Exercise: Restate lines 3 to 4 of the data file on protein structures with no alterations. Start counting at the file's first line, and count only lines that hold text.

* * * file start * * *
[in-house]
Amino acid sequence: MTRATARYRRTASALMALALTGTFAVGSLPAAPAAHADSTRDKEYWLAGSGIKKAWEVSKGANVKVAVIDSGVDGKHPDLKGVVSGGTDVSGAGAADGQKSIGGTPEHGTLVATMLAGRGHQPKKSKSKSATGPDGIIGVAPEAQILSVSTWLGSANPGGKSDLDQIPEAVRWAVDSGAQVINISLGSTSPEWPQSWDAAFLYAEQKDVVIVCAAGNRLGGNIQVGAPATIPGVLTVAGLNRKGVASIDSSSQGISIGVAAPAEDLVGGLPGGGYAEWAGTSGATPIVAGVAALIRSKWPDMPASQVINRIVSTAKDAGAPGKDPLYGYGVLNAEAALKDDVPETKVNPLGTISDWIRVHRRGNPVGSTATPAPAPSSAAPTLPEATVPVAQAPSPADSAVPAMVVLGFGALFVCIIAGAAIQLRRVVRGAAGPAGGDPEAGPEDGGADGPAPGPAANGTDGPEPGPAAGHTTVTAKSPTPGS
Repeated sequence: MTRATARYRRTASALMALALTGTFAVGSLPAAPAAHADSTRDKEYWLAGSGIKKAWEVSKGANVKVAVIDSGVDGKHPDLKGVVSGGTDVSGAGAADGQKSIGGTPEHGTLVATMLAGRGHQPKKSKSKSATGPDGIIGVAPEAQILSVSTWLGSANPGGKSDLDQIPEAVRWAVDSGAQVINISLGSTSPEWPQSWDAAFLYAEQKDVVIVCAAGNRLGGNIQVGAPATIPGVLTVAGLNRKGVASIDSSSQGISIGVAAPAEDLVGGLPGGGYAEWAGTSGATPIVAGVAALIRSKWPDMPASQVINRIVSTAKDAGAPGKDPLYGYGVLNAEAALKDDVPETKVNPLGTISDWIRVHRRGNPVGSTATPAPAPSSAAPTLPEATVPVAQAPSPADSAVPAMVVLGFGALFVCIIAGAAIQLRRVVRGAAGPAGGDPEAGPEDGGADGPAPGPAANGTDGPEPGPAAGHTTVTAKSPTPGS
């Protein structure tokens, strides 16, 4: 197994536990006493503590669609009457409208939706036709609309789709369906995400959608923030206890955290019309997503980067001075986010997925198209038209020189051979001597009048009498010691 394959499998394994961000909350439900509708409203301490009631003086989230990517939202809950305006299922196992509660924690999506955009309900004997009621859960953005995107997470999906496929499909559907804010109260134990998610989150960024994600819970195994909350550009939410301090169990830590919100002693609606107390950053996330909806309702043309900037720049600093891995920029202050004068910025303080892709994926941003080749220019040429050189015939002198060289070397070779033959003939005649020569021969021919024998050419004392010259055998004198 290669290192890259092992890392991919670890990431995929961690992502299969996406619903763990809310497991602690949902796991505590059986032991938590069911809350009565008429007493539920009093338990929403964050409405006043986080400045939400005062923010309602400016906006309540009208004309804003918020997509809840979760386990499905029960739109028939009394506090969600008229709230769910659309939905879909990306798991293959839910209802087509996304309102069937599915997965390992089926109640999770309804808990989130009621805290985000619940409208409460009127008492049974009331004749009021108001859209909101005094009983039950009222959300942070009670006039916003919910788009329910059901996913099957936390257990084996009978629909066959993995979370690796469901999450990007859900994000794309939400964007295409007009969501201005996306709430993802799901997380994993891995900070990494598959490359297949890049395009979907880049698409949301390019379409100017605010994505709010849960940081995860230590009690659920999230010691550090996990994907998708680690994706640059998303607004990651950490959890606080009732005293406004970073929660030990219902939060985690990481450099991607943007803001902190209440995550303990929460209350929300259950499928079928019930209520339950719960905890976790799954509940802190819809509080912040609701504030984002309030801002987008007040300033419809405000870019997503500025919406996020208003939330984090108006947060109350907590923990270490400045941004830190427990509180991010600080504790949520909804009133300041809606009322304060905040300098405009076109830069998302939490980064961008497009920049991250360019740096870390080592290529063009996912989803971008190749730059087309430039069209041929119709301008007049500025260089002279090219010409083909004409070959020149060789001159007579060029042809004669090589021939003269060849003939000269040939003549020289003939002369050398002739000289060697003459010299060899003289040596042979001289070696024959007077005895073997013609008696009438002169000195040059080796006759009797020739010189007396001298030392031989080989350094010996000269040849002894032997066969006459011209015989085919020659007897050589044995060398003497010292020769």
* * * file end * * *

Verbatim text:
Repeated sequence: MTRATARYRRTASALMALALTGTFAVGSLPAAPAAHADSTRDKEYWLAGSGIKKAWEVSKGANVKVAVIDSGVDGKHPDLKGVVSGGTDVSGAGAADGQKSIGGTPEHGTLVATMLAGRGHQPKKSKSKSATGPDGIIGVAPEAQILSVSTWLGSANPGGKSDLDQIPEAVRWAVDSGAQVINISLGSTSPEWPQSWDAAFLYAEQKDVVIVCAAGNRLGGNIQVGAPATIPGVLTVAGLNRKGVASIDSSSQGISIGVAAPAEDLVGGLPGGGYAEWAGTSGATPIVAGVAALIRSKWPDMPASQVINRIVSTAKDAGAPGKDPLYGYGVLNAEAALKDDVPETKVNPLGTISDWIRVHRRGNPVGSTATPAPAPSSAAPTLPEATVPVAQAPSPADSAVPAMVVLGFGALFVCIIAGAAIQLRRVVRGAAGPAGGDPEAGPEDGGADGPAPGPAANGTDGPEPGPAAGHTTVTAKSPTPGS
């Protein structure tokens, strides 16, 4: 197994536990006493503590669609009457409208939706036709609309789709369906995400959608923030206890955290019309997503980067001075986010997925198209038209020189051979001597009048009498010691 394959499998394994961000909350439900509708409203301490009631003086989230990517939202809950305006299922196992509660924690999506955009309900004997009621859960953005995107997470999906496929499909559907804010109260134990998610989150960024994600819970195994909350550009939410301090169990830590919100002693609606107390950053996330909806309702043309900037720049600093891995920029202050004068910025303080892709994926941003080749220019040429050189015939002198060289070397070779033959003939005649020569021969021919024998050419004392010259055998004198 290669290192890259092992890392991919670890990431995929961690992502299969996406619903763990809310497991602690949902796991505590059986032991938590069911809350009565008429007493539920009093338990929403964050409405006043986080400045939400005062923010309602400016906006309540009208004309804003918020997509809840979760386990499905029960739109028939009394506090969600008229709230769910659309939905879909990306798991293959839910209802087509996304309102069937599915997965390992089926109640999770309804808990989130009621805290985000619940409208409460009127008492049974009331004749009021108001859209909101005094009983039950009222959300942070009670006039916003919910788009329910059901996913099957936390257990084996009978629909066959993995979370690796469901999450990007859900994000794309939400964007295409007009969501201005996306709430993802799901997380994993891995900070990494598959490359297949890049395009979907880049698409949301390019379409100017605010994505709010849960940081995860230590009690659920999230010691550090996990994907998708680690994706640059998303607004990651950490959890606080009732005293406004970073929660030990219902939060985690990481450099991607943007803001902190209440995550303990929460209350929300259950499928079928019930209520339950719960905890976790799954509940802190819809509080912040609701504030984002309030801002987008007040300033419809405000870019997503500025919406996020208003939330984090108006947060109350907590923990270490400045941004830190427990509180991010600080504790949520909804009133300041809606009322304060905040300098405009076109830069998302939490980064961008497009920049991250360019740096870390080592290529063009996912989803971008190749730059087309430039069209041929119709301008007049500025260089002279090219010409083909004409070959020149060789001159007579060029042809004669090589021939003269060849003939000269040939003549020289003939002369050398002739000289060697003459010299060899003289040596042979001289070696024959007077005895073997013609008696009438002169000195040059080796006759009797020739010189007396001298030392031989080989350094010996000269040849002894032997066969006459011209015989085919020659007897050589044995060398003497010292020769």